Chronic Kidney Disease – How Many Have It? : Journal of the American Society of Nephrology

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Chronic Kidney Disease – How Many Have It?

Couser, William G.

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Journal of the American Society of Nephrology 13(11):p 2810, November 2002. | DOI: 10.1097/01.ASN.0000037422.89149.5B
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To the great credit of a generation of both basic and clinical investigators in nephrology, considerable progress has been made in the past two decades in slowing the progression of chronic kidney disease (CKD) by identifying those factors that cause progression and treating them. Appropriately, attention has now turned to identifying those individuals suffering from CKD so that appropriate interventions to reduce the anticipated epidemic of end-stage renal disease (ESRD) can be initiated. For a subspecialty focused on an organ in which multiple functions, including overall GFR, can be very precisely quantitated, this task sounds easy. However, as the two letters and editorial in this section demonstrate, it isn’t.

In the May issue of JASN, Clase et al. (1) applied four equations that predict GFR from measurements of serum creatinine (Scr) with Scr values obtained in 13,251 normal, nondiabetic adults in the Third National Health and Nutrition Examination Survey (NHANES III). They arrived at the rather startling conclusion that CKD was as much as a log factor more common than previously predicted; for example, 13% of the population had GFR below 60 ml/min per 1.73 m2, and these figures were significantly higher in the elderly. Clase et al. conclude by recommending that predictive equations to calculate GFR not be routinely applied by laboratories that measure Scr until further research is done to determine the meaning of their observations. A subsequent editorial by Coladonato et al. (2) also cautions against overinterpretation of these data and outlines the many consequences of overestimating the CKD population. No one knows, for example, whether a low GFR measurement reflects a longstanding stable situation or a point on a progressive course to renal failure.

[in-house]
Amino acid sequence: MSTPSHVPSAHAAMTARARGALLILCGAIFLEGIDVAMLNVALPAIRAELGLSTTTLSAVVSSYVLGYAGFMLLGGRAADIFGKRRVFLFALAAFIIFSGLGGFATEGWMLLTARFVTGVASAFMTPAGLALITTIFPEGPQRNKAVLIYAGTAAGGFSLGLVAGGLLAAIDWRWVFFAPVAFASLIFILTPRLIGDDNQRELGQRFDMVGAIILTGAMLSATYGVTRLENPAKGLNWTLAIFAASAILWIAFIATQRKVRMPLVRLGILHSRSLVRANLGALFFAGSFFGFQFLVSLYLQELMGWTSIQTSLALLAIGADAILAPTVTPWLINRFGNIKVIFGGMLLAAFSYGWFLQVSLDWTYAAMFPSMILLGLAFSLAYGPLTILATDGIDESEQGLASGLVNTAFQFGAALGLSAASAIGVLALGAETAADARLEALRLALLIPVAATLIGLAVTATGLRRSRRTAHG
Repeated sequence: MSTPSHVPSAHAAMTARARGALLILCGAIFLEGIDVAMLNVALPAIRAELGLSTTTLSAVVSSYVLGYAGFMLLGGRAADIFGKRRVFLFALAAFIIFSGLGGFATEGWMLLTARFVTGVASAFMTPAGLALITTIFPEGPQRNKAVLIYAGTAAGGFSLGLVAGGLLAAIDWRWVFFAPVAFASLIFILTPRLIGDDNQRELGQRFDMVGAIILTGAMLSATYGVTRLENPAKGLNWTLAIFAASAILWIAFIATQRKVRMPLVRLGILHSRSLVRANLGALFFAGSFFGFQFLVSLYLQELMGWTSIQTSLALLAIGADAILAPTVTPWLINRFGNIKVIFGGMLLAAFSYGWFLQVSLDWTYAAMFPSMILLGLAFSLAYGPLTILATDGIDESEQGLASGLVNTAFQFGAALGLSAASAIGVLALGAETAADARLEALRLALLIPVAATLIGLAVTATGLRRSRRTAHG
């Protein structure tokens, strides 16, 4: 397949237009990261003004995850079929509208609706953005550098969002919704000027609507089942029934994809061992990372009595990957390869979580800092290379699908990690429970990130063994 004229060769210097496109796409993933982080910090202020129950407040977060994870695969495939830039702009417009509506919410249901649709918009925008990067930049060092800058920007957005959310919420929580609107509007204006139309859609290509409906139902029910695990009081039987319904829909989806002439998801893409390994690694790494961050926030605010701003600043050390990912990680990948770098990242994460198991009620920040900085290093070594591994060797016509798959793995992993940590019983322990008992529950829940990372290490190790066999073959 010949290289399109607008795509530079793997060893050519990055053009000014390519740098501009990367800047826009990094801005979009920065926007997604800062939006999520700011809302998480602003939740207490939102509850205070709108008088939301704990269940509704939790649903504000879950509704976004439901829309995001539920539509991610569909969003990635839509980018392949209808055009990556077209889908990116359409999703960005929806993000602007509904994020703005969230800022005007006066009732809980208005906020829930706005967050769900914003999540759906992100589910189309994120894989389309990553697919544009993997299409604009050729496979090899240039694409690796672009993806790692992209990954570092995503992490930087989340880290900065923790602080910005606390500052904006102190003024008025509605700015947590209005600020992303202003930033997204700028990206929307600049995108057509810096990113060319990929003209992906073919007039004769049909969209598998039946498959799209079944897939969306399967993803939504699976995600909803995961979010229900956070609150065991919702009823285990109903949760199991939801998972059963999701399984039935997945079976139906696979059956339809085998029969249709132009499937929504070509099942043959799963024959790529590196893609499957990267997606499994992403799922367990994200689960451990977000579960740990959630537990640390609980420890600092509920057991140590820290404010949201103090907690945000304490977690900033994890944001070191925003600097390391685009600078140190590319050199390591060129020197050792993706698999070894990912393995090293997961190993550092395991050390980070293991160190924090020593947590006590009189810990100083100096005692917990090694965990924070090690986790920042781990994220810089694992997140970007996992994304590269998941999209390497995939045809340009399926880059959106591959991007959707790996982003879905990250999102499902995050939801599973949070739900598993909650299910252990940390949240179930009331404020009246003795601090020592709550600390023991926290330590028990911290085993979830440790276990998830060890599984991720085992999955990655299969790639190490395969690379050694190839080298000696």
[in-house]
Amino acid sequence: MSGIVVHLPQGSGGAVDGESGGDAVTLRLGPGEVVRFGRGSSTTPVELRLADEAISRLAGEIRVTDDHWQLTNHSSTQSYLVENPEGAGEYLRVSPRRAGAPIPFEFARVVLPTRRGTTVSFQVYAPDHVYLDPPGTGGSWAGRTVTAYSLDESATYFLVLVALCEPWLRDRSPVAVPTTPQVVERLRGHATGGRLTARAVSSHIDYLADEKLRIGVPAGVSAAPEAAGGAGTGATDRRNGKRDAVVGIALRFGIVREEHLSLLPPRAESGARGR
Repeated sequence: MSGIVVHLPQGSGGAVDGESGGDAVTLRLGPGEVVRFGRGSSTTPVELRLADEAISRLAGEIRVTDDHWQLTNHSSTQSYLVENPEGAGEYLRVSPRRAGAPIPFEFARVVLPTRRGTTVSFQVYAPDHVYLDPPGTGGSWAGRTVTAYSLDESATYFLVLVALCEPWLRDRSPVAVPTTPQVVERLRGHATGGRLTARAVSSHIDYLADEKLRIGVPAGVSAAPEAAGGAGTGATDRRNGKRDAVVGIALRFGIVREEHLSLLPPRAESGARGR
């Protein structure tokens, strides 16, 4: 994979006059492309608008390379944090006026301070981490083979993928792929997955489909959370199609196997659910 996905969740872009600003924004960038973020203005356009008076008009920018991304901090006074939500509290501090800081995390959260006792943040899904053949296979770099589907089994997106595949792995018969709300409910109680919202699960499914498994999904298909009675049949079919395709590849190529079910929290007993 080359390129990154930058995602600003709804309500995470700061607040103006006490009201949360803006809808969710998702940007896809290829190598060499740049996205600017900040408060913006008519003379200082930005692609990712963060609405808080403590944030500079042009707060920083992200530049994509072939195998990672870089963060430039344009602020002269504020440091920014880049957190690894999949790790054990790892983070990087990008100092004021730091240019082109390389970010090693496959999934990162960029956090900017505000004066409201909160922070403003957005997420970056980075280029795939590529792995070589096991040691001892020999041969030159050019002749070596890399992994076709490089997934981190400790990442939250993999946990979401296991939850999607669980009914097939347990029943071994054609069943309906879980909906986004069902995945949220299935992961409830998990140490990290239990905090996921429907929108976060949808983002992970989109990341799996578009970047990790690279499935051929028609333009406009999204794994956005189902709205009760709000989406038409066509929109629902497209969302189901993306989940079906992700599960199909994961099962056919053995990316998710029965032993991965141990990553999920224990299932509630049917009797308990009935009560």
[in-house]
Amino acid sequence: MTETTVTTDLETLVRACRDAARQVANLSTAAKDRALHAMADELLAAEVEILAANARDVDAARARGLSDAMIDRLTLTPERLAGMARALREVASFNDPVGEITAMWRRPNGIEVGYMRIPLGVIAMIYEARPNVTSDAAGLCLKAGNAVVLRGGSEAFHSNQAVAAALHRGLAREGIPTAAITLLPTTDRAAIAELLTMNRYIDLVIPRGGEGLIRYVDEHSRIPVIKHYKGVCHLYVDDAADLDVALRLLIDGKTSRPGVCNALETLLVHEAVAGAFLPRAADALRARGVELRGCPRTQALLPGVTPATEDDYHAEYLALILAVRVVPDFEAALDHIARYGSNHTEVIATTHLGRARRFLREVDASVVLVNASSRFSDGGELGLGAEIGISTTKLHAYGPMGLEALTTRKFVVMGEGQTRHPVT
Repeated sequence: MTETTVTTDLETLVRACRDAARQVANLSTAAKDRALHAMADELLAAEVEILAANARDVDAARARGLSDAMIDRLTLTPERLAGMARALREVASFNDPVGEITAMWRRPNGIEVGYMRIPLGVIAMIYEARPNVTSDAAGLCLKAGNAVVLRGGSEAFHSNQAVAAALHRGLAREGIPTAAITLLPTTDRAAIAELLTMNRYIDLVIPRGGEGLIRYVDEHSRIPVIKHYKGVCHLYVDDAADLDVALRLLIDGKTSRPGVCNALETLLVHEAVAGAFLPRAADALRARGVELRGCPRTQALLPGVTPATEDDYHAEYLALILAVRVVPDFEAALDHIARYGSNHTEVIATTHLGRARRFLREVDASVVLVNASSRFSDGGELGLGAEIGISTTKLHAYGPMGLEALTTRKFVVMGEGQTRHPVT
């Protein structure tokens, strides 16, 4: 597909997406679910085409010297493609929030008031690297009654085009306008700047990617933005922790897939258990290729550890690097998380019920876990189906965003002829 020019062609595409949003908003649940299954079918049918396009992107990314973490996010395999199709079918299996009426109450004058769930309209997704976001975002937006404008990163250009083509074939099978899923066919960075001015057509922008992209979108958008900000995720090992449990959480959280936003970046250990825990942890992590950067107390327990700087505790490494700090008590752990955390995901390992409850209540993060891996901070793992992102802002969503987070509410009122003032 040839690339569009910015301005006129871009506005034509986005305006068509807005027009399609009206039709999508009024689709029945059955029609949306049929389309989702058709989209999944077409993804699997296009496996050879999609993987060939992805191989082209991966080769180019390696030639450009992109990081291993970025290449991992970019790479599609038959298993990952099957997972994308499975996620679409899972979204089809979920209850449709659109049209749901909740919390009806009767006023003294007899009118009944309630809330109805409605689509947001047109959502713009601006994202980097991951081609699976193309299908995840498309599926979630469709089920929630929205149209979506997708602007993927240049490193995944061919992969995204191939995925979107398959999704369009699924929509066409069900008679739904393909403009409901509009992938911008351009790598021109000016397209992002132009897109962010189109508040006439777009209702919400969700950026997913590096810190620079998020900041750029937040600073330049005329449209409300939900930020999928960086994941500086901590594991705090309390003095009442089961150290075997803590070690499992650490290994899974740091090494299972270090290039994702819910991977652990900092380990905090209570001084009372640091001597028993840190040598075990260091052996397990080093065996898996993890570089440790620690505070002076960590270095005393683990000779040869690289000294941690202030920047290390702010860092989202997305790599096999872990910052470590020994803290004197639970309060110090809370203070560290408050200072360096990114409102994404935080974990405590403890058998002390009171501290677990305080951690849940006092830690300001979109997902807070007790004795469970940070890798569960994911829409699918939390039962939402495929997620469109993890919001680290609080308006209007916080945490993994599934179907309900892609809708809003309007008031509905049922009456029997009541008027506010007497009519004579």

Subsequently, Coresh et al., the authors of a recent K-DOQI report that estimates a lower prevalence of CKD and urges the routine use of predictive equations to estimate GFR as a tool to identify patients with CKD (3), wrote to JASN contending that the unexpectedly high prevalence of CKD in the Clase et al. article resulted from a calibration problem in Scr measurements and defending their recommendation that routine GFR calculations be provided by laboratories. Their letter was forwarded to Clase et al., who provided a response and defense of their data and recommendation.

JASN does not normally publish letters to the editor. However, we are printing both of these letters in this issue because the questions they address are so central to the future of health care delivery to renal patients, who will provide it, and at what cost. However, not wishing to leave the arena without a resolution and plan, we also provide an accompanying overview by our Associate Editor for Clinical Epidemiology and Outcomes, Dr. William McClellan, which clearly outlines where we are now and where we need to go to resolve these very important issues.

1. Clase CM, Garg, AX, Kiberd, BA: Prevalence of low glomerular filtration rate in nondiabetic Americans: Third National Health and Nutrition Examination Survey (NHANES III). J Am Soc Nephrol 13: 1338–1349, 2002
2. Coladonato J, Klassen P, Owen, WF: Perception versus reality of the burden of chronic kidney disease in the United States. J Am Soc Nephrol 13: 1686–1688, 2002
3. National Kidney Foundation: K-DOQI clinical practice guidelines for chronic kidney disease: Evaluation, classification and stratification. Am J Kidney Dis 39: S1–S266, 2002
Copyright © 2002 The Authors. Published by Wolters Kluwer Health, Inc. All rights reserved.